Once again as the summer transfer window rolls around, David de Gea is heavily linked with a move to Real Madrid.
The rumours have persistently cropped up season after season, but with Real Madrid now having hired the recently departed Spain coach Julen Lopetegui, interest is likely to only intensify this time around.
Lopetegui worked with de Gea in the national set-up, including throughout his stint as U21s coach between 2012 and 2014, and the two are believed to have a superb relationship.
Real Madrid thought they'd clinched the 27-year-old stopper's signature back in 2015, before a fax mishap at the final moment kept de Gea at Old Trafford.
The Spaniard, winner of Manchester United's player of the year in four of the last five seasons, is thought to be open to a move back to his home city, having previously represented Atletico.
If Real Madrid are to push hard and finally secure de Gea's signature this summer, could United look to Atletico once more for his replacement, and bring Jan Oblak to the club? And would the Slovenian actually be able to replace United's best player?
De Gea vs Oblak
Atletico Madrid have a stunning record of signing goalkeepers. Their last three first choice shot stoppers, Jan Oblak, Thibaut Courtois and de Gea himself, are all regarded as world class number ones that any club would want.
A comparison of their numbers yields interesting results.
Oblak has kept a remarkable 21 clean sheets in 34 La Liga appearances, the sort of record that would make Jose Mourinho lick his lips. De Gea, by contrast, kept 14 in 37.
This comes with the caveat, of course, that Oblak played behind an incredibly well drilled, mostly settled back four.
A goalkeeper's saves per goal ratio is a decent barometer of how good they've been - how many attempts have opposition forwards needed before managing to score against them? The roundly ridiculed Claudio Bravo went on a remarkable run of consecutive shots conceded in the 2016/17 season, but how do Oblak and De Gea's statistics compare?
De Gea's ratio of 3.46 saves per goal is impressive, especially when compared to Premier League adversaries Hugo Lloris (2.18) and Thibaut Courtois (2.10).
Jan Oblak's figure, on the other hand, is frankly unbelievable. His tally of 4.56 saves per goal proves that Atletico's outstanding clean sheets record isn't just purely down to a quality defence.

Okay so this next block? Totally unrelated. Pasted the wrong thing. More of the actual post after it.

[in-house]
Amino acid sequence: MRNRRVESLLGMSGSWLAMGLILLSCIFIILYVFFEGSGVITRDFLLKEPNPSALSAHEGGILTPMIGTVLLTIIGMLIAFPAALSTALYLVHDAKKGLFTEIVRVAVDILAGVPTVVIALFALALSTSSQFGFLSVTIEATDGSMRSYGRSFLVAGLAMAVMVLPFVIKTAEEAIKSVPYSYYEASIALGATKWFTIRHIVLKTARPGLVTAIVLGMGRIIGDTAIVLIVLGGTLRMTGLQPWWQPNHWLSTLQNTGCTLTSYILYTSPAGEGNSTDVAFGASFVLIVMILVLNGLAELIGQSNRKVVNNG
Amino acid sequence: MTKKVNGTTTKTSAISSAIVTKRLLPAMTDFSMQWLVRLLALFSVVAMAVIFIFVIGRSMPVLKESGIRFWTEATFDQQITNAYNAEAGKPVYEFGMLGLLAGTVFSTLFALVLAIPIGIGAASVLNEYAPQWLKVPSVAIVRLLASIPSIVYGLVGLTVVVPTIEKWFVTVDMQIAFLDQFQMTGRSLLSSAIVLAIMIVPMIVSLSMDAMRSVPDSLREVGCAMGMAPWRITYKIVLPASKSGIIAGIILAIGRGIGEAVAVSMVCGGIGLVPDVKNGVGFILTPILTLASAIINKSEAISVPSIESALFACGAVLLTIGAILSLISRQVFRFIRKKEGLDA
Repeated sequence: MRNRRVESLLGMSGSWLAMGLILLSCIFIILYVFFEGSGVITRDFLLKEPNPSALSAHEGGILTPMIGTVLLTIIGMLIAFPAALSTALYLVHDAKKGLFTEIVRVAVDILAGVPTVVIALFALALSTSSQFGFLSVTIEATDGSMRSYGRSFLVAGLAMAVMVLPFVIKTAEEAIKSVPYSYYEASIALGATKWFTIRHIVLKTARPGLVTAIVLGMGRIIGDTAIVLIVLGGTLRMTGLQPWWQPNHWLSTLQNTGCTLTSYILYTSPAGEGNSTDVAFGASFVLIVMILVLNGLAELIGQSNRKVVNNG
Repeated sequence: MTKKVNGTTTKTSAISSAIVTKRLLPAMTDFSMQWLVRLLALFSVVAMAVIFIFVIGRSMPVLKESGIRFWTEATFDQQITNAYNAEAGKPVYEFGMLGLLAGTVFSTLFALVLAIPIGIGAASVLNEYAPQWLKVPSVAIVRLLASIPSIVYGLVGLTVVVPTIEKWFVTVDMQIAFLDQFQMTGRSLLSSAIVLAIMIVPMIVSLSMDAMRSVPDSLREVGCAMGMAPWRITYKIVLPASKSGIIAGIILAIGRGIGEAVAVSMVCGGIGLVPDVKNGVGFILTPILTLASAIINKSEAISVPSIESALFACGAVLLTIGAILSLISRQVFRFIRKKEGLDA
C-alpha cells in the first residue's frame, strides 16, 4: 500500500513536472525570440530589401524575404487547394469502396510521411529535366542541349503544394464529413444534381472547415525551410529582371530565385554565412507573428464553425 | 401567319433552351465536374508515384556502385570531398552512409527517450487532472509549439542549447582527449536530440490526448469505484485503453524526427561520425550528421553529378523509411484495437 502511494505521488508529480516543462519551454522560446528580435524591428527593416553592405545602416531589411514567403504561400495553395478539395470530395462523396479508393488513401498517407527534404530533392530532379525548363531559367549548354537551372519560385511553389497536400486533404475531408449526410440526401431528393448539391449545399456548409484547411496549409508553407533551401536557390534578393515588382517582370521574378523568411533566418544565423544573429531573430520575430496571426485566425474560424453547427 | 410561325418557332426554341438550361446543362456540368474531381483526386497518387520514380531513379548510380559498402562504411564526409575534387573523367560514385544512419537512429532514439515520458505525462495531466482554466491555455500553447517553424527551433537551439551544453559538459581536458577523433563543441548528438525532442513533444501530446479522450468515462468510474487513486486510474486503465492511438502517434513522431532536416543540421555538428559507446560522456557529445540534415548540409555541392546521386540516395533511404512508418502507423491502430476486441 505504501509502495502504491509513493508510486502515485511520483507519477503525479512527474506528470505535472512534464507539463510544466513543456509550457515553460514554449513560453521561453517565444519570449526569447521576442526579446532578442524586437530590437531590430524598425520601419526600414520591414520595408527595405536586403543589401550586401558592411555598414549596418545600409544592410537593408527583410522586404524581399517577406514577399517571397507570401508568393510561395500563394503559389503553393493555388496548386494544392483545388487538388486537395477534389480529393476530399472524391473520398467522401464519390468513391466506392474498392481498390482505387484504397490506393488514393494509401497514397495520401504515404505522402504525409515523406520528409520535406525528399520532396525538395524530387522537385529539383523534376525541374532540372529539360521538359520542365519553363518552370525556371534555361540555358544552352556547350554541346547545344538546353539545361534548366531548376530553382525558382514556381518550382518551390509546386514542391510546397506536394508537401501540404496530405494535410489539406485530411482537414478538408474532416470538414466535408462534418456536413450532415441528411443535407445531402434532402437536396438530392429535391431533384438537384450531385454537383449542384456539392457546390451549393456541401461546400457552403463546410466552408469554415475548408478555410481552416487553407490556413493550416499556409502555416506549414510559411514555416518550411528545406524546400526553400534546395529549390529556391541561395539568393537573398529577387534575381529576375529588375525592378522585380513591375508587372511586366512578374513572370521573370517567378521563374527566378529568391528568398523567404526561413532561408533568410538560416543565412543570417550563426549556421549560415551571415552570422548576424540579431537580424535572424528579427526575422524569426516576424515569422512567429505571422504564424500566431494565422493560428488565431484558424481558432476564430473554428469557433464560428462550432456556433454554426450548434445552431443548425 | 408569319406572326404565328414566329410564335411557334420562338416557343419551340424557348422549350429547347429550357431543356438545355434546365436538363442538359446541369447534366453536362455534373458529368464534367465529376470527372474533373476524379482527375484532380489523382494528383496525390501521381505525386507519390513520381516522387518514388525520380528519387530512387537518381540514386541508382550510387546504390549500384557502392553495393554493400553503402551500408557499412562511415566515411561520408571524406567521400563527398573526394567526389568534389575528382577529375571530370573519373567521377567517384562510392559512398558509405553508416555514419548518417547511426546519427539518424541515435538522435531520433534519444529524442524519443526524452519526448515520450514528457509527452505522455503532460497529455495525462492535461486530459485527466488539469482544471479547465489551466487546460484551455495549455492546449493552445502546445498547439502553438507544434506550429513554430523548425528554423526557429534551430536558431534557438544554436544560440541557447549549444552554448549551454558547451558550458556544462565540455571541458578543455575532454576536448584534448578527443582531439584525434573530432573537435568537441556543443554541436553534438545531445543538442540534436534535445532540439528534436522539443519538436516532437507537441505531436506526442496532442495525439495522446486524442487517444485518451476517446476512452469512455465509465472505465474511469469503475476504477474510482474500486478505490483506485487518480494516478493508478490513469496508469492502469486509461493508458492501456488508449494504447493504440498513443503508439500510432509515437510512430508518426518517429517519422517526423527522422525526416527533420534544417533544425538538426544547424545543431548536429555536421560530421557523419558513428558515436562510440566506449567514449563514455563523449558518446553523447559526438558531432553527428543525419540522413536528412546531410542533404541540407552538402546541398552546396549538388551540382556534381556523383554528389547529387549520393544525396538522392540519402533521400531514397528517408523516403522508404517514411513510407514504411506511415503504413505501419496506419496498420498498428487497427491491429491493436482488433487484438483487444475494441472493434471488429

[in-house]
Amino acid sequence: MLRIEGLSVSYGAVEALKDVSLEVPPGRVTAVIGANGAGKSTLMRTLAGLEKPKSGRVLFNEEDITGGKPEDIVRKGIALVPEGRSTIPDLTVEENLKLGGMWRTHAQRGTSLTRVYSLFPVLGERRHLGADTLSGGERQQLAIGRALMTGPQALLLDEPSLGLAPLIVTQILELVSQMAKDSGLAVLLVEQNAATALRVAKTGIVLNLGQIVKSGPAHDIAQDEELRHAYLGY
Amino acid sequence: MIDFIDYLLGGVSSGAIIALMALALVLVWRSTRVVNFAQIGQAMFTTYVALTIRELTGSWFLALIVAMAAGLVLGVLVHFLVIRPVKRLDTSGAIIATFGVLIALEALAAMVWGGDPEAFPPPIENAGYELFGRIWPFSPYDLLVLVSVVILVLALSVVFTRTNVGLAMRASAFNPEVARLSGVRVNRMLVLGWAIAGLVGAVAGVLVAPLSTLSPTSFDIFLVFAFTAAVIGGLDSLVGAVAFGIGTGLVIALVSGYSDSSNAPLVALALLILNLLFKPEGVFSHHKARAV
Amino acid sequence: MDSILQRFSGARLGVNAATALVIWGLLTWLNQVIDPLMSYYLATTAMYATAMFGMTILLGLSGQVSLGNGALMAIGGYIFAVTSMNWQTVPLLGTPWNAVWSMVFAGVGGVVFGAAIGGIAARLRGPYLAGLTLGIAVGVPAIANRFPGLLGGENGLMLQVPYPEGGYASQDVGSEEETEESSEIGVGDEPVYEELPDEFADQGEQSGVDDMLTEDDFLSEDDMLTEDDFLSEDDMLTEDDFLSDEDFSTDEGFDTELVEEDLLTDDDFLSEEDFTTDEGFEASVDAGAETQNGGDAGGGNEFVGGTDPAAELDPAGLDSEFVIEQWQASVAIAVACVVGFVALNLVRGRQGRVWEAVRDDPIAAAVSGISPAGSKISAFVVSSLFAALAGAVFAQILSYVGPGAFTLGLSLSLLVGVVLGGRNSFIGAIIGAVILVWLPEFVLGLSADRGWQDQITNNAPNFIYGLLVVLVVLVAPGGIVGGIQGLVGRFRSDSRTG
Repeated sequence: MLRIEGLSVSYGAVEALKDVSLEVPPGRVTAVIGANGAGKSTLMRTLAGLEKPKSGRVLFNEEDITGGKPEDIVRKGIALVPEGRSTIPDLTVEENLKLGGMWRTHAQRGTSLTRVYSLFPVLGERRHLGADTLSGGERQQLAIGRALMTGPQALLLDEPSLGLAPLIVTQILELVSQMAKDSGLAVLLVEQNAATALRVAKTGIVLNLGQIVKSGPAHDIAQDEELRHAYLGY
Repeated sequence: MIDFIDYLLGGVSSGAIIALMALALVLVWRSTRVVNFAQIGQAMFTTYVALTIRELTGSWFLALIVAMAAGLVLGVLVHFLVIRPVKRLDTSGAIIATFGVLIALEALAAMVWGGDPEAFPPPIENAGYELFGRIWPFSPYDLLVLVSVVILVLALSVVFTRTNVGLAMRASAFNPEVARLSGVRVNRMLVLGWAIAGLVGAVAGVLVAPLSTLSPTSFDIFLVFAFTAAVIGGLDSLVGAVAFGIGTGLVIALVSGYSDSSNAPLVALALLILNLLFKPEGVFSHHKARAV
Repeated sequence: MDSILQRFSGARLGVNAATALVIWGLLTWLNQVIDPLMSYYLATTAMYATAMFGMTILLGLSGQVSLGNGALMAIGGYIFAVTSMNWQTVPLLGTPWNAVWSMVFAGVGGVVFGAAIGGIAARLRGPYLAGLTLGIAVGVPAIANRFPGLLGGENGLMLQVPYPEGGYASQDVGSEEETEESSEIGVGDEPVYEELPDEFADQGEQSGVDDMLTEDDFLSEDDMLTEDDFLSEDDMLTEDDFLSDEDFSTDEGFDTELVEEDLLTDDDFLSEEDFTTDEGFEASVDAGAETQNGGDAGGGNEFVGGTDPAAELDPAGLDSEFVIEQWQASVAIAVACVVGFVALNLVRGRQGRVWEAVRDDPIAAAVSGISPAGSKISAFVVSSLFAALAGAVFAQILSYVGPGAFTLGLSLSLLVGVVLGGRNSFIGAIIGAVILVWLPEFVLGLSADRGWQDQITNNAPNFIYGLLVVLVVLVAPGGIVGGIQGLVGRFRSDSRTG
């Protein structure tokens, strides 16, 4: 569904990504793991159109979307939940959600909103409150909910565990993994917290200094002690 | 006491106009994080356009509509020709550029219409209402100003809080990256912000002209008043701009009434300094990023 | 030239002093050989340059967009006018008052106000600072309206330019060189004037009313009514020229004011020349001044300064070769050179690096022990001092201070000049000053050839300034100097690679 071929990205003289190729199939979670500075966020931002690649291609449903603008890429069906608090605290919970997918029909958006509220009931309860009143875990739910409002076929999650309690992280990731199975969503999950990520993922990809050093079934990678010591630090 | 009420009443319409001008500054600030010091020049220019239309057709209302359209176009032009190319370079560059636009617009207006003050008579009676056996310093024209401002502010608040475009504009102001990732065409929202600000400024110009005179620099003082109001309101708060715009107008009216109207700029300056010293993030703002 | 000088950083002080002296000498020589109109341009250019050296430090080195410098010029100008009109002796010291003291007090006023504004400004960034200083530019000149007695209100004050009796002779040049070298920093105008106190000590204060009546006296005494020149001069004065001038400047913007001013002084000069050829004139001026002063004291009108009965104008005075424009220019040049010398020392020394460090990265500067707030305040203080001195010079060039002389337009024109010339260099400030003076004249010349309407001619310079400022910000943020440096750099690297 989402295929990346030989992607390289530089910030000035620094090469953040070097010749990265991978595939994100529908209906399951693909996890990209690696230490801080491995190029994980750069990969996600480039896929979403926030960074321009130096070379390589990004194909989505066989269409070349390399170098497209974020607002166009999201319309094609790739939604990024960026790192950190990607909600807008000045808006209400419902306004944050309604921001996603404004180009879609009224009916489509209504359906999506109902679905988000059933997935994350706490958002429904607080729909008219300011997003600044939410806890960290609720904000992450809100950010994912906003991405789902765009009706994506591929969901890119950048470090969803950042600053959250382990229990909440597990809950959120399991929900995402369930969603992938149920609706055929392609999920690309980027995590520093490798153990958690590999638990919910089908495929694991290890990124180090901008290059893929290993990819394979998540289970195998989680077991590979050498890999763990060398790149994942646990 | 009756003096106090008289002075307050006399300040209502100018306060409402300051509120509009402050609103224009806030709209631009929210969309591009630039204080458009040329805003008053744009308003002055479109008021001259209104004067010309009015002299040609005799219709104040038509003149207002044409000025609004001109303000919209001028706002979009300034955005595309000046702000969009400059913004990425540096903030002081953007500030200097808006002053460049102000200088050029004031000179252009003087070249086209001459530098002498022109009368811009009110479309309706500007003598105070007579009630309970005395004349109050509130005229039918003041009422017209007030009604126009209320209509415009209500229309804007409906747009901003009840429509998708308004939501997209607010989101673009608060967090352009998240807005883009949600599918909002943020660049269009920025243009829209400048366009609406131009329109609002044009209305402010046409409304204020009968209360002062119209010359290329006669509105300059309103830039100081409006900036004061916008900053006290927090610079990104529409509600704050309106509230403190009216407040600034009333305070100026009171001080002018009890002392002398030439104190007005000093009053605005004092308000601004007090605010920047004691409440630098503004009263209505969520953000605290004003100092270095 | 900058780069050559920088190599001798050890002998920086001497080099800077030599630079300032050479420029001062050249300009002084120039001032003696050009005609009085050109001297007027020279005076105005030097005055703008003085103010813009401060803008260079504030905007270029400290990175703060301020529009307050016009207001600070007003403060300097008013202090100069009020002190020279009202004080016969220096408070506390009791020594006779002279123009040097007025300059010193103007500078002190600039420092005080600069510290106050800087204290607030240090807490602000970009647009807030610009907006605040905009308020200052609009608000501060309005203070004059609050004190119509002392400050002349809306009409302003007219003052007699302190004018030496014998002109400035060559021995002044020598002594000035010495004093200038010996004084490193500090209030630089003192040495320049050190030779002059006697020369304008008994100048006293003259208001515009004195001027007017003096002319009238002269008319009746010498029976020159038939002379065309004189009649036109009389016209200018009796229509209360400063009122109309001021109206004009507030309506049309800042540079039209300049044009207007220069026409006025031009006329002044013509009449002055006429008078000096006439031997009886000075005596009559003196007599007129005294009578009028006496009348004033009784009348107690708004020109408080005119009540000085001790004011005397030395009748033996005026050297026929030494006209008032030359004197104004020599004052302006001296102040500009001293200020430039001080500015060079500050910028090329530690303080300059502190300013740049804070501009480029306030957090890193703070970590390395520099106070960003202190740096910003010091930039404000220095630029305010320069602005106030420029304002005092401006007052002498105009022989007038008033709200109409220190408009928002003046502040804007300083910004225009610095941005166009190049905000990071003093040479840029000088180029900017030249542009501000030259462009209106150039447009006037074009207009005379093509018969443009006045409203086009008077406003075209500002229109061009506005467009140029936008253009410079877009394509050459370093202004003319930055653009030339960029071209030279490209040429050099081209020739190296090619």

What has to be remembered is the sheer quality of some of de Gea's saves, showing cat-like reflexes on a number of occasions to save United's skin this season. Oblak's save stats would suggest that he could fit the bill as far as replacements go.
Catching and kicking
De Gea was much maligned early in his United career for his failure to cope with the physicality of the Premier League, but he has grown in stature remarkably throughout his time in England. He made 71 catches and just four punches compared to 65 and eight made by Courtois.
Oblak's numbers are comparable to De Gea's, having made 73 catches and five punches, albeit in three fewer games.
Again this would suggest that the Atletico stopper would fit the profile nicely to step into De Gea's shoes at United.
The United number one has always been known for the quality of his distribution. It is notable however, that he is asked to kick the ball further than his contemporaries, on average sending the ball 44 metres, eight more metres than Lloris and nine more than Courtois.
Understandably, this has influenced his kicking accuracy, standing at 63%. Whilst Lloris and Courtois' percentages are a lot higher, it is of more use to compare this percentage with Oblak, who, at an average of 42 metres, is asked to kick a similar distance to de Gea.
Oblak's kicking accuracy is lower than de Gea's, and at 55% is a figure that a lot of top managers would baulk at.
Jose Mourinho however, may not mind so much.
The best replacement
David de Gea has established himself as many people's pick as the best goalkeeper in the world and replacing that kind of quality is difficult.
Oblak's numbers stack up well and he is clearly a brilliant goalkeeper, but whether he could replicate the sheer quality of some of de Gea's more implausible saves remains to be seen.
If United are to sell to Real Madrid though, there aren't any better replacements available on the market than the Atletico Madrid stopper, who would seem a good fit.
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